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Jefferson and Monroe
By Noble E. Cunningham Jr.
The University of North Carolina PressCopyright © 2003 University of North Carolina Press
All right reserved.
IntroductionThomas Jefferson and James Monroe are remembered for their close ties, whether political, geographical, intellectual, or emotional. Politically they were connected as like-minded Republicans who served in many of the same key political offices in Virginia, within the federal government, or even abroad in France. They were linked geographically not only by the fact that each claimed Virginia as home but also because, at Jefferson's urging, Monroe acquired property a few miles from Monticello. Intellectually, they grappled with the same issues and shared similar passions on a national and personal scale, such as their pivotal participation in the purchase of Louisiana and in the creation of the University of Virginia. Emotionally, their letters reveal a rich friendship that altered and grew over the years.
Rather than a dual biography, this work focuses on the lives of Jefferson and Monroe when their paths crossed and particularly on their roles in shaping the early American republic. Both men have been the subjects of detailed biographies, and each has figured prominently in other writings on early American history. Jefferson-senior to Monroe both in age and accomplishment, and as the author of the Declaration of Independence-early gained a prominent place in the young nation's history. Meanwhile, Monroe risked his life as a young soldier in the American Revolutionary army.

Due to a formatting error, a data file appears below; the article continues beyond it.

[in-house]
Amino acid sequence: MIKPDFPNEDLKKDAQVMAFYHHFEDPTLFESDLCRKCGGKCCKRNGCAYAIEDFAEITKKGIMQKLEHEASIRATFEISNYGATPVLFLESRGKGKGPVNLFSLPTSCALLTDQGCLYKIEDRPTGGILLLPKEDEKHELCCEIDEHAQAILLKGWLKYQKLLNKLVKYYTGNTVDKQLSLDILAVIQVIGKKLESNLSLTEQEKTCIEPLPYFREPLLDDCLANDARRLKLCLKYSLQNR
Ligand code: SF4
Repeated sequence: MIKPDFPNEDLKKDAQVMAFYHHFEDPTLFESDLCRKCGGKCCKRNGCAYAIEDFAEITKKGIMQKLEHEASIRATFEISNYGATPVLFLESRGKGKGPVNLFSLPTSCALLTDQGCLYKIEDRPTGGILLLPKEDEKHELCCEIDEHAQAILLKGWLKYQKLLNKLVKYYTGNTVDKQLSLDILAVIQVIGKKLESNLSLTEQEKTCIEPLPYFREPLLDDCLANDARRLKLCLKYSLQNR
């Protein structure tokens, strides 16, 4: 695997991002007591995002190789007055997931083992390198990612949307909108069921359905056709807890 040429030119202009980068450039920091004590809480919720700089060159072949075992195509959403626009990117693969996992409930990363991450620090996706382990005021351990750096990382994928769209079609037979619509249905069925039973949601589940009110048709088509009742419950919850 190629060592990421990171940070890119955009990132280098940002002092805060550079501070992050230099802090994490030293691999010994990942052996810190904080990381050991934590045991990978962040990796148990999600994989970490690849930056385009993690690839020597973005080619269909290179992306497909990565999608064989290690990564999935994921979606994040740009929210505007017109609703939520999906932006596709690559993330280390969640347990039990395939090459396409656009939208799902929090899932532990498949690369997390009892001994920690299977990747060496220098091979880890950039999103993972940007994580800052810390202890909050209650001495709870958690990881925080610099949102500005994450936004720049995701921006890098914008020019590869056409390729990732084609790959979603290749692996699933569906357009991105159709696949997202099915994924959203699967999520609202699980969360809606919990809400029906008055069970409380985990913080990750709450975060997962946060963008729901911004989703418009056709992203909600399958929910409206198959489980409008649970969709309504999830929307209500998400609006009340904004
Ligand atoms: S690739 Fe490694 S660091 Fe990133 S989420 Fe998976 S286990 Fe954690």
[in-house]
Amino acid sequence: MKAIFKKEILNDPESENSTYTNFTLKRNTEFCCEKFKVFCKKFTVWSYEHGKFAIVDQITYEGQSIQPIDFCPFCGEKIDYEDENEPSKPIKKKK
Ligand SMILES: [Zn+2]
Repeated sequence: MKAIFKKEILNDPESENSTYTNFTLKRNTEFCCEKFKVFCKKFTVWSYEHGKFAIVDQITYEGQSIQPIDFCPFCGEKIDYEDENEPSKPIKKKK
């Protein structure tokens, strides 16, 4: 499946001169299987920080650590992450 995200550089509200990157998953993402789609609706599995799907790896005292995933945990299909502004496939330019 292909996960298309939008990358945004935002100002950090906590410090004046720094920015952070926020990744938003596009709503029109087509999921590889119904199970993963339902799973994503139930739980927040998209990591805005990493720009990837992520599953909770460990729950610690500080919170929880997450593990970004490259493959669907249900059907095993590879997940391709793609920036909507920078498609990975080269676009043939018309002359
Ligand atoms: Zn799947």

In his early relationship with Jefferson, Monroe stood in the shadow of his mentor. Jefferson, however, soon placed Monroe as and equal, and, as time passed, their friendship strengthened and endured. To trace their relationship and actions during the early critical years of the American republic broadens and deepens insights into the formative years of the United States of America.
Excerpted from Jefferson and Monroe by Noble E. Cunningham Jr. Copyright © 2003 by University of North Carolina Press. Excerpted by permission.
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